Neal Street Productions The trust women place in their midwife is a gift. The trust a midwife places in herself is an essential skill. As I teach and mentor student nurse midwives, I tell them, “Be the midwife in the room. Be their midwife. They are looking to you to help."
Cynthia, Trixie and all the midwives in Call the Midwife are wonderful at being the midwife in the room. They are calm and in charge even when scared inside. I think the phrase “Keep Calm and Carry On” must have originated with British midwives. Trust is an evolving and changing entity. It is built up with experience and knowledge. But it can be a fragile thing too. One bad outcome can shake it to its very core, as the character Cynthia discovers in this episode. You cannot be in the medical or childbirth fields without having something bad happen. Sometimes we find out the cause of a miscarriage or stillbirth. Sometimes we know of a problem for a baby or mother before and prepare the best we can. The hardest times of all are when something bad happens and you don’t know why. Every midwife will face a stillbirth or a neonatal death somewhere in their career. The heartbreak feels unbearable; the loss of all the future plans and what could have been. I have cried with families over such loss. It is hard every time I do it. It never gets easier, but I have learned to cope better and help the families better. Women and families want to know they will never have to feel that pain of loss again. “Tell me what to do to prevent every having this happen again,” they say to me. Sometimes I have an answer, many times I do not.
These are the times that shake your trust in yourself. You question your actions. That can be very good. Business uses the term continuous process improvement. In medicine we call it a sentinel event. We should always try to do better. Look for ways to improve our practice. Sometimes that means interfering less — not inducing labor at 38 weeks because of back aches at the end of pregnancy. Sometimes it means watching closer — teaching women to check their blood pressure or watching for other changes. Sometimes improvement comes from examining a process to see if we have done everything we can to prevent complications. Self-examination is difficult but critical to how we care for women and families.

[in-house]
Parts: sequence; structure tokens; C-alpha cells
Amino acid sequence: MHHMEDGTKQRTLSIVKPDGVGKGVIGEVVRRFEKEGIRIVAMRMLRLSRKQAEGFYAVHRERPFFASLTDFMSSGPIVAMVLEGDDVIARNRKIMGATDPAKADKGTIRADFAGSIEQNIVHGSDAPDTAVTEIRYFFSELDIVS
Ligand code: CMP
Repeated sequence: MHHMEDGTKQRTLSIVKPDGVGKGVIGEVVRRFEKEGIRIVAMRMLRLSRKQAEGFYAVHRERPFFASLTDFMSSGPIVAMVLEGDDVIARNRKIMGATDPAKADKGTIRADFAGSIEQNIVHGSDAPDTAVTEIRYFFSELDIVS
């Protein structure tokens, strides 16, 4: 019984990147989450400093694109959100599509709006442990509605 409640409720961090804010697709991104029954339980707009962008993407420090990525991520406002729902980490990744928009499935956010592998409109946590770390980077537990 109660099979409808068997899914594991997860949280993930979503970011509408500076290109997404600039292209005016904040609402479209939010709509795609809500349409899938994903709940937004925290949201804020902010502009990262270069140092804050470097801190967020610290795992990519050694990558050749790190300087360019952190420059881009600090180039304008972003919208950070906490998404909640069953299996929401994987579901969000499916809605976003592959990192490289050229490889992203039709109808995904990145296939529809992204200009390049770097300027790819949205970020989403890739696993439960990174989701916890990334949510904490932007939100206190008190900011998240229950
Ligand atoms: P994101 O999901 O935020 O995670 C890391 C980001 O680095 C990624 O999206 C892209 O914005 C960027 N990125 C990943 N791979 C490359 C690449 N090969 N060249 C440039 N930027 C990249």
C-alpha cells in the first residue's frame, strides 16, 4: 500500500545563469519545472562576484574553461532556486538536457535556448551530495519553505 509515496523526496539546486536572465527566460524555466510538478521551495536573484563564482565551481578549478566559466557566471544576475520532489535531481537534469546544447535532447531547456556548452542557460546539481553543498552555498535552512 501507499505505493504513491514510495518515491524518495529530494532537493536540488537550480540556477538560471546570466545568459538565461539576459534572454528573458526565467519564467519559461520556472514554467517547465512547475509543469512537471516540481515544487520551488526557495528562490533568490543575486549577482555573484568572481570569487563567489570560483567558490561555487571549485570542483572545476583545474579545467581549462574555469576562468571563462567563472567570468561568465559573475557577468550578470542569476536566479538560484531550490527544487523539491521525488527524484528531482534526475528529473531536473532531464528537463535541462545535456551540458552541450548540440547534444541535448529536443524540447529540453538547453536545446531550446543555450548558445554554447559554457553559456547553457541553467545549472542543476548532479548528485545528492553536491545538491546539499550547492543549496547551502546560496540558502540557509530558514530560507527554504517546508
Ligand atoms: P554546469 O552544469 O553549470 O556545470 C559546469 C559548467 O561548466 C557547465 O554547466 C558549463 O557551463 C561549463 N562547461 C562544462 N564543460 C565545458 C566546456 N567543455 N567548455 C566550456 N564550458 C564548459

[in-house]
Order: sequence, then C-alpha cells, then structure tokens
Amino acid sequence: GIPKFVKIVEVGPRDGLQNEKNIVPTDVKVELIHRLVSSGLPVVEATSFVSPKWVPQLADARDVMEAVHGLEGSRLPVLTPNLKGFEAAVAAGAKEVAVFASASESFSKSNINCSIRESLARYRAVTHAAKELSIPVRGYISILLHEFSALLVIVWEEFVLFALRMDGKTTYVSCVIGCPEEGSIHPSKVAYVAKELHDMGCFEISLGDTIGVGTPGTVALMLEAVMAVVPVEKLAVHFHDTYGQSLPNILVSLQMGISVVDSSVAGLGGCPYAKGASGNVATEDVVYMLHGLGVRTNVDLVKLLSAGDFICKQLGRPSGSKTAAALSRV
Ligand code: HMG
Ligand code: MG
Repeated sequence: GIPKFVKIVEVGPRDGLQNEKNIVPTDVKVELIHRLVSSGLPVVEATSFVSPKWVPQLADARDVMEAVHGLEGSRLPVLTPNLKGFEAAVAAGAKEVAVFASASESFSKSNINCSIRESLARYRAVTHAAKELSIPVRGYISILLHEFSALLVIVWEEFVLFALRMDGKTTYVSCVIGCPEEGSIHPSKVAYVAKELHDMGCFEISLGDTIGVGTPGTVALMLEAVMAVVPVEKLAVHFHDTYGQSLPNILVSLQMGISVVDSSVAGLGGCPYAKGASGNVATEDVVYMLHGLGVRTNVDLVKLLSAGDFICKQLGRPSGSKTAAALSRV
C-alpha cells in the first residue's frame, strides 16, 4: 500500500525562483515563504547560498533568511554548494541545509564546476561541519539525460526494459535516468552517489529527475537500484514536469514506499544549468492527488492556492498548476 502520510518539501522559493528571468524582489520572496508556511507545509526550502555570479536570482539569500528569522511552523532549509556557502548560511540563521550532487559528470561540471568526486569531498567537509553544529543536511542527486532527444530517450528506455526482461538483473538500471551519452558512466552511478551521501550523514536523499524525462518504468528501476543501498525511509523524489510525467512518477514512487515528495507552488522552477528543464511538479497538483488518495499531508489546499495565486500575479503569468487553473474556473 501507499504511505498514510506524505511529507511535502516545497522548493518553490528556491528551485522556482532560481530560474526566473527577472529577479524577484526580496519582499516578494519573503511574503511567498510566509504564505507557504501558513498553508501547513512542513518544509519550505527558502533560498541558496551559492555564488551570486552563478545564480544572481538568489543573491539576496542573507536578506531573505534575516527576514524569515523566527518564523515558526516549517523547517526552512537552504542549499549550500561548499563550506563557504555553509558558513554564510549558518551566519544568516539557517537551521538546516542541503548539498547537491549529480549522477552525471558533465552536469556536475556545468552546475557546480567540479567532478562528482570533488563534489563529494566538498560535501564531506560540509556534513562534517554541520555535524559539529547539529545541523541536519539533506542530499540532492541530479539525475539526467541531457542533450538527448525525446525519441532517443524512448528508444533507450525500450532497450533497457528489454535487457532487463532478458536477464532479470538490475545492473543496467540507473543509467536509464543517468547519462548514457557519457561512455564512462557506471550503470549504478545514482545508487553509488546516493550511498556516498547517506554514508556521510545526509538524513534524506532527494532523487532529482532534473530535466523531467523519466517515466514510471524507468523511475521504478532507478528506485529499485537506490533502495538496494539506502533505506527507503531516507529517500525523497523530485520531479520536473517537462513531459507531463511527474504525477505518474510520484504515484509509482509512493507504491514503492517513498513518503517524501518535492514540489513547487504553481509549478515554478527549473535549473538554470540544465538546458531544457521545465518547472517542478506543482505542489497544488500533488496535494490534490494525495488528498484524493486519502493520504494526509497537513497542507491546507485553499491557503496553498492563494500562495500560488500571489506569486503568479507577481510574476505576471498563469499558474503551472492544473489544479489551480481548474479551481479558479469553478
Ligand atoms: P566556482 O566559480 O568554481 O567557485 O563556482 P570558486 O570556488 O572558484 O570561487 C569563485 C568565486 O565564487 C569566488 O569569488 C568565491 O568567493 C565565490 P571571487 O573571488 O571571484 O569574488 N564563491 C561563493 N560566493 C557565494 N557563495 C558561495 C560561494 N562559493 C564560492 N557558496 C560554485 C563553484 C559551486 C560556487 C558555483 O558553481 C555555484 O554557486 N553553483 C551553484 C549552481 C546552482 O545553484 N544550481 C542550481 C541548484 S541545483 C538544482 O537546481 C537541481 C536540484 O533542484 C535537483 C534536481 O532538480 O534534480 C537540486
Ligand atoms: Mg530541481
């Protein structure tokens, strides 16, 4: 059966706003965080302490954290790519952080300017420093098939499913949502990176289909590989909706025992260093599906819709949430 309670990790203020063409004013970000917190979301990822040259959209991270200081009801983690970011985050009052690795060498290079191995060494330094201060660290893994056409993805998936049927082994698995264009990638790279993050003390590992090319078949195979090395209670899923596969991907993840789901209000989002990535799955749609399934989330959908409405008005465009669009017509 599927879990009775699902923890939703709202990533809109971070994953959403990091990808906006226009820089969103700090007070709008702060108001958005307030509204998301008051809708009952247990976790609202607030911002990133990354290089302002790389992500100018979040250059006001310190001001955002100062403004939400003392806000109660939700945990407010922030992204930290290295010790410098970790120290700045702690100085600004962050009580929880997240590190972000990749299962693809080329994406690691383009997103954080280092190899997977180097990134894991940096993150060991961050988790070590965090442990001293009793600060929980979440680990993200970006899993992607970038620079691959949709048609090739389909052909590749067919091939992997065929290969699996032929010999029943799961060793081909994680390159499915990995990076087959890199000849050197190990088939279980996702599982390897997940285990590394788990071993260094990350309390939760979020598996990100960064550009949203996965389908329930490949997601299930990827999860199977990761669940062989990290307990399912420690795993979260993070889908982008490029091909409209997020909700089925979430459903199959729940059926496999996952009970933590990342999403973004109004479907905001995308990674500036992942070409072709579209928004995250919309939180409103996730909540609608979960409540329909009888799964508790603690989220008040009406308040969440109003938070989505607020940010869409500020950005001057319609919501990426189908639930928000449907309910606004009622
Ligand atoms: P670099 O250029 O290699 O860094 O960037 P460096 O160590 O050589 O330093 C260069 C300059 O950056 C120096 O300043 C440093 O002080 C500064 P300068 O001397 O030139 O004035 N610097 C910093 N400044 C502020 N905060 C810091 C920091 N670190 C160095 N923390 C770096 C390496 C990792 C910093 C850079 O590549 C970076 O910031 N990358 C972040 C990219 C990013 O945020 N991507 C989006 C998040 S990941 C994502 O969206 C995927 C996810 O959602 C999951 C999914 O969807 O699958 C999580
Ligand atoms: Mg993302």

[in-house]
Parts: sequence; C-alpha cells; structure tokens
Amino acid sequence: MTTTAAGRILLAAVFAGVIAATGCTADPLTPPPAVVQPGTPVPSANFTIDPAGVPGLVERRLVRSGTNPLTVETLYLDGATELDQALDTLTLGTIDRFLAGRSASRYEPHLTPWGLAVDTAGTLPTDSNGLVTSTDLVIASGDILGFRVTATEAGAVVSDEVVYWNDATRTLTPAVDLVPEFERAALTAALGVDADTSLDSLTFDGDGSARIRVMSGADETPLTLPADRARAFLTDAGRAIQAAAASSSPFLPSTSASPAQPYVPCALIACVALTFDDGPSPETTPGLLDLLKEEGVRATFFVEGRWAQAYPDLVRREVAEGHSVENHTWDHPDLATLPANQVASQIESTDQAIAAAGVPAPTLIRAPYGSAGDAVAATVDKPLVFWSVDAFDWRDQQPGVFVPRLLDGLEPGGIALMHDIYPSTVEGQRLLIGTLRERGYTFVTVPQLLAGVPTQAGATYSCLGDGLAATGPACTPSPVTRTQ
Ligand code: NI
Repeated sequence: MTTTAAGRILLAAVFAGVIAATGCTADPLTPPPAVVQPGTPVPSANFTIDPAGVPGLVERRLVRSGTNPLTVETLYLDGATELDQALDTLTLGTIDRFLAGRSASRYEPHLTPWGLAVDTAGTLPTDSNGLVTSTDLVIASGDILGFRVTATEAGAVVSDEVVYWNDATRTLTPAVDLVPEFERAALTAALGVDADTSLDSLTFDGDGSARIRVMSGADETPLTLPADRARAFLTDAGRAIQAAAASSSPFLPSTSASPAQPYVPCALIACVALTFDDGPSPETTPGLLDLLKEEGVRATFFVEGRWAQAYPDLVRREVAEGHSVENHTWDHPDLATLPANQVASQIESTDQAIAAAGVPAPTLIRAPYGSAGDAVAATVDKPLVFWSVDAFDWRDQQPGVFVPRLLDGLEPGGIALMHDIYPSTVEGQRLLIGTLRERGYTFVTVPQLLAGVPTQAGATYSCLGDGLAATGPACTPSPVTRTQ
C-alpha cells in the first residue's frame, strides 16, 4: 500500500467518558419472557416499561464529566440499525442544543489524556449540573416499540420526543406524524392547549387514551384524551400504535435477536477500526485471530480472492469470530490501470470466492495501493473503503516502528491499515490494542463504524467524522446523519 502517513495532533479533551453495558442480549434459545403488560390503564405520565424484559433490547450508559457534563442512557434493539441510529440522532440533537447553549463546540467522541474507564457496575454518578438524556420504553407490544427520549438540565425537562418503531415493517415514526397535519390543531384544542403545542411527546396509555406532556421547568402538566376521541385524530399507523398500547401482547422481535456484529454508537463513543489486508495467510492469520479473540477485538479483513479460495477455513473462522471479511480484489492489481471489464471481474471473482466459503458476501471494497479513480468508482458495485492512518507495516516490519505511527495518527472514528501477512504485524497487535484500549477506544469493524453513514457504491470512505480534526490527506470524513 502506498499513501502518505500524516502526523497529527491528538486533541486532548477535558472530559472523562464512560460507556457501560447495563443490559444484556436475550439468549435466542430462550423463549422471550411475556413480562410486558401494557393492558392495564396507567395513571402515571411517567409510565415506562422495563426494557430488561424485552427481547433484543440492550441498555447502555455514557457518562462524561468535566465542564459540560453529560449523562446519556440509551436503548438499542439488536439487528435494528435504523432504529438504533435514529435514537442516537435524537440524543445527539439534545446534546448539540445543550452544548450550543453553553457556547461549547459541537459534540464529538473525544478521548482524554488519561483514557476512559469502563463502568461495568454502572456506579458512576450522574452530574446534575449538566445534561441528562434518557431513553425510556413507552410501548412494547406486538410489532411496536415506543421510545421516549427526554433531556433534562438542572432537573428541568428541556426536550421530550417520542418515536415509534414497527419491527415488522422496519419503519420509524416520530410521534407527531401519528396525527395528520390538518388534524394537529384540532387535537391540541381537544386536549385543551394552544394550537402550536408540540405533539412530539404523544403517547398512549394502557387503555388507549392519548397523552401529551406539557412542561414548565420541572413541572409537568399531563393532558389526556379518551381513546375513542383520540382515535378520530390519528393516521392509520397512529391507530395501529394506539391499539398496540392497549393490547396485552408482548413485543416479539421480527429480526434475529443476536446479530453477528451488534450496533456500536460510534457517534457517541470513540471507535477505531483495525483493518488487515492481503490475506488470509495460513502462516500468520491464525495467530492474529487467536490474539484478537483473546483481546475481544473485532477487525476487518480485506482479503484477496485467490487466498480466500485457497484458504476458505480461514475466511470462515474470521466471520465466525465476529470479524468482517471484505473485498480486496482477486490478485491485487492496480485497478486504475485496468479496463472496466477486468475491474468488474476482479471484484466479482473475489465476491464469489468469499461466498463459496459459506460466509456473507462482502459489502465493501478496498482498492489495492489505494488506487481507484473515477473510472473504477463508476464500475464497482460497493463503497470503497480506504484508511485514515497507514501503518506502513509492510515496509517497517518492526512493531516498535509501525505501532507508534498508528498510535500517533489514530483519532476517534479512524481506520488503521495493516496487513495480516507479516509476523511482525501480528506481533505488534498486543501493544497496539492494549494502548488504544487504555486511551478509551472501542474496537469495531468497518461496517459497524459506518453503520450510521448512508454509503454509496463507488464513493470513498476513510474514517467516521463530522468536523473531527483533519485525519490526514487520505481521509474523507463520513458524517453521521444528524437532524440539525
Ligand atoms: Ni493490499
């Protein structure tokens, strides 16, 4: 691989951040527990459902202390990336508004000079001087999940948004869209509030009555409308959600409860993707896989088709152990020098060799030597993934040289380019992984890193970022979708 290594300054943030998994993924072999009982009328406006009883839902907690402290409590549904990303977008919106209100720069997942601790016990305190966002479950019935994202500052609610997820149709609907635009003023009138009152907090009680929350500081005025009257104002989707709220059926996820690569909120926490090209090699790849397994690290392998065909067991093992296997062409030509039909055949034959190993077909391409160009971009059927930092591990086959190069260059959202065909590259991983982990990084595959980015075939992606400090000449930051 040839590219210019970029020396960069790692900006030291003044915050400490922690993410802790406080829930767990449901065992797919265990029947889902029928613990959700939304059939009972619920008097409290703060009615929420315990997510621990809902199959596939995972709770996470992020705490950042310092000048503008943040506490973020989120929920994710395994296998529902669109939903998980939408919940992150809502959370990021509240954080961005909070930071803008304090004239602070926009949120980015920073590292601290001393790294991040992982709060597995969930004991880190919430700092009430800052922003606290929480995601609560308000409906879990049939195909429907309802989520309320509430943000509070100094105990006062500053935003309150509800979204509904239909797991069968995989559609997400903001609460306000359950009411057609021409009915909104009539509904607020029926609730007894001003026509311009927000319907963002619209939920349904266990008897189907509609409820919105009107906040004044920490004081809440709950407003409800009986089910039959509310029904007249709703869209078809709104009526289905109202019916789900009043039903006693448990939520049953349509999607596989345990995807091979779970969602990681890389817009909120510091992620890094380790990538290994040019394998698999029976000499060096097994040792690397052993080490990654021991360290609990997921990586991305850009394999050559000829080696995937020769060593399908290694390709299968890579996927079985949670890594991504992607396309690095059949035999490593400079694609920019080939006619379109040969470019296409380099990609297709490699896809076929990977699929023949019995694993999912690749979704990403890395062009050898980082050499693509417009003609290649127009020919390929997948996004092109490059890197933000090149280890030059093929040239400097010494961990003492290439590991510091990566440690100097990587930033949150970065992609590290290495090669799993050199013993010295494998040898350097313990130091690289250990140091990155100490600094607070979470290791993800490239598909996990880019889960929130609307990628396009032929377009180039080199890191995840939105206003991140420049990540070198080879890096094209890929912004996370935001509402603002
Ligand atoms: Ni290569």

This episode also made me realize that as a teacher I try to shield my nurse midwife students from these situations. But watching Cynthia struggle to cope with the death of a newborn made me realize how much a new midwife needs to have her teacher be there to help her through it. The term midwife means “with women.” I need to midwife the student through a bad outcome as much as the student or new midwife needs to learn how to midwife the mother through the loss. Especially for the times which don’t have any answers, just being with a woman and her family, holding her hand, sharing their grief, is part of building the trust in ourselves and the families for which we care.
Henry Ford Department of Women’s Health Services has developed the Compassionate Care and Understanding During Loss (CCUDL) Support Group to provide help for those grieving the loss of a baby through infertility, miscarriage, stillbirth or newborn death. To learn more about it click here.
(Elizabeth) Tish Roeske (CNM, MS, BSN, RN) is a nurse-midwife and has been practicing in Metro Detroit as a certified nurse-midwife for 20 years. Roeske graduated from Wayne State University with a Bachelor’s Degree in Nursing Science and from the University of Illinois-Chicago with a Master’s Degree in Science for Nurse-Midwife.
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